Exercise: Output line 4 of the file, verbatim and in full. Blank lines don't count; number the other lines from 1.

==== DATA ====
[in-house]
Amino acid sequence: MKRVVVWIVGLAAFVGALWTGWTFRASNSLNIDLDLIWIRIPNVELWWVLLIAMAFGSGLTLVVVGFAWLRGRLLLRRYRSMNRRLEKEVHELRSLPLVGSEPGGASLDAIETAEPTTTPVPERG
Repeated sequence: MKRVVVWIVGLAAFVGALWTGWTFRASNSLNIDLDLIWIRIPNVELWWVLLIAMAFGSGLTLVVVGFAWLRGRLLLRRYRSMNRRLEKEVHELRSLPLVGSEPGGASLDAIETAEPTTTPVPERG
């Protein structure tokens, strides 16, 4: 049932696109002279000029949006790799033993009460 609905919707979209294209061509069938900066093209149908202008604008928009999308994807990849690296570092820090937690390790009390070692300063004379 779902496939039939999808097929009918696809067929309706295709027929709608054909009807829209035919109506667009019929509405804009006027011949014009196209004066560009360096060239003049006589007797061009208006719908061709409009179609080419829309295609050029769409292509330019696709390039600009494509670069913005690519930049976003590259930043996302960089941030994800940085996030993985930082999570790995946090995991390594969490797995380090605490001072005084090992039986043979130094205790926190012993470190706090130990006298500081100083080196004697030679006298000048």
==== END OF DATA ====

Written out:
């Protein structure tokens, strides 16, 4: 049932696109002279000029949006790799033993009460 609905919707979209294209061509069938900066093209149908202008604008928009999308994807990849690296570092820090937690390790009390070692300063004379 779902496939039939999808097929009918696809067929309706295709027929709608054909009807829209035919109506667009019929509405804009006027011949014009196209004066560009360096060239003049006589007797061009208006719908061709409009179609080419829309295609050029769409292509330019696709390039600009494509670069913005690519930049976003590259930043996302960089941030994800940085996030993985930082999570790995946090995991390594969490797995380090605490001072005084090992039986043979130094205790926190012993470190706090130990006298500081100083080196004697030679006298000048």